22 posts since 15 Sep, 2009

Postby sqz; Wed Jul 03, 2013 5:33 am

maxcor wrote:
I would advise you not to use compressors and limiters on the mix bus, it is a bad practice.
Right now I'm doing exactly the opposite. When you work with compressor on from start you automatically compensate for the compression applied.
In EDM everyone goes for the squashed sound anyway.


Ok, I have to admit that I was one the people who *was* obsessed by compression. Years ago I really thought it was a wholy grail.
Looking back, I can say I learned a lot about dynamics but I also wasted a lot of time on fiddling with many compressors to get *that* sound.
However, many times it turned out that I was looking in the wrong direction.

Example #1: I found out that producers which had *that* compressionsound in their beats turn out to be people who never used compression, instead they send their tracks as 3-6 wavs (drums,synths,verbs) to a masteringcompany. Also in other cases the beats were already preprocessed, ready-to-use loops from samplecds :)

Example #2: I realized that I ran into a lot of problems (cpurelated,trying to revive dynamics after squashing them, transients being destroyed, which track/group to (not) compress etc), while a producerfriend of mine was living an easier 'compression is for children'-life. He didnt use any compression on his tightbeats, only fiddling with Equalizers and manually handeditting dynamics. He was quite succesfull in this imho.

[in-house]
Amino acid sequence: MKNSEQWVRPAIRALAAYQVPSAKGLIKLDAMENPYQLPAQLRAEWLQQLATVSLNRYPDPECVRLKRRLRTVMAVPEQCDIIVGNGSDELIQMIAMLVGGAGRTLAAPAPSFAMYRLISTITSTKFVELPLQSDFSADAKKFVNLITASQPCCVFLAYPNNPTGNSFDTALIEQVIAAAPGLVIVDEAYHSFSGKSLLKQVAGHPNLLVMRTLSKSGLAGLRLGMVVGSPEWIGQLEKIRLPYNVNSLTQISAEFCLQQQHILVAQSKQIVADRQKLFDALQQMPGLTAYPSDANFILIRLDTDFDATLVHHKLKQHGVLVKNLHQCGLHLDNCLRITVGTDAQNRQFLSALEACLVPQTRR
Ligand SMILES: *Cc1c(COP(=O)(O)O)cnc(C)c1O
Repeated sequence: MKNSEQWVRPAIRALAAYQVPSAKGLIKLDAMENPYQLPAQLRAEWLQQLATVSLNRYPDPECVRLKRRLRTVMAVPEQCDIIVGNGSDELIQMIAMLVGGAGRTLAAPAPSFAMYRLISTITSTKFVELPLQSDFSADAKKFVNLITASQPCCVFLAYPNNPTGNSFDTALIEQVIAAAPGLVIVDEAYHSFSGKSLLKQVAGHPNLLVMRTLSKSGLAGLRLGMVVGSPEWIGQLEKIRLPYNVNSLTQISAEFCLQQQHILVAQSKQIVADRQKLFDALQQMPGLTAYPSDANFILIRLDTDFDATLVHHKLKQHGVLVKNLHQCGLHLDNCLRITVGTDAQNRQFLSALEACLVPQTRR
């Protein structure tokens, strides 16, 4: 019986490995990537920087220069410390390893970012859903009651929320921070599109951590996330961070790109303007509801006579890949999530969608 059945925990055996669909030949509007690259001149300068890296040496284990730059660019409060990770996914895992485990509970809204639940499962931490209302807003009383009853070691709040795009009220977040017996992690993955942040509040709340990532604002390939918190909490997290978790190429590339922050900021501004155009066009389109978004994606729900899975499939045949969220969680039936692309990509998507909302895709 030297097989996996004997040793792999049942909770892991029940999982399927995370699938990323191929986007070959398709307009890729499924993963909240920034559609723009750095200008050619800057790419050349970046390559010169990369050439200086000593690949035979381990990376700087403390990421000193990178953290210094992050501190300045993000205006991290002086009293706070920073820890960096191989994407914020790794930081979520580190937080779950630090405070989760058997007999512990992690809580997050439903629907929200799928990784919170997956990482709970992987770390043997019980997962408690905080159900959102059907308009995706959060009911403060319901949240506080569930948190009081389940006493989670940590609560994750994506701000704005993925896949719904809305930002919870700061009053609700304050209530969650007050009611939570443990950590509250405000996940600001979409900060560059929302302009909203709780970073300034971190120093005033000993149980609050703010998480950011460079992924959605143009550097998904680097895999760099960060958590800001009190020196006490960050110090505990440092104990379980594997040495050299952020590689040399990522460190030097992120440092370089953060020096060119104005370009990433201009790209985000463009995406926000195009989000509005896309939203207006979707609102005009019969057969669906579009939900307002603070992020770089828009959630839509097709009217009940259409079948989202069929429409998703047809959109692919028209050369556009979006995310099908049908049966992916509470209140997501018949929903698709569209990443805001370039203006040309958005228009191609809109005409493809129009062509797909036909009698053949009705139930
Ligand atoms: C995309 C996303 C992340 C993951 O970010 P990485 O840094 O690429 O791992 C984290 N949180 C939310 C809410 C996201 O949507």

Nowadays I just use a upwards multiband compressor on my beats to get *that* sound on my beats, because I found out downward compression always messes up my drumtransient in the wrong way. Upwards compression on the contrary keeps my transients intact, will not introduce a click on my drumonsets, and if you boost the low-end a bit before- or after- (there are no rules) the compression, it will stretch the decay of the kicktail (so you get this subbass-kick 'oomf' which looks like a square wave in your waveview when looking at EDM tracks). Try the free OTT multiband expander: http://www.xferrecords.com/freeware/

the only thing what i sometimes wonder is how to effectively work with m/s compression (compress the sides of beats e.g.). I have a feeling that these commercial hugegui-compressors also create distinction between mid and side, but I have never really found any rules of thumb (or close to that). The only thing what I've discovered is that distorting the sides can 'brighten' up the hihats of the beats, and giving it a 'wide' sound. Anybody does manual/experimental things with m/s processing when it comes to beats or masterfx?
======================================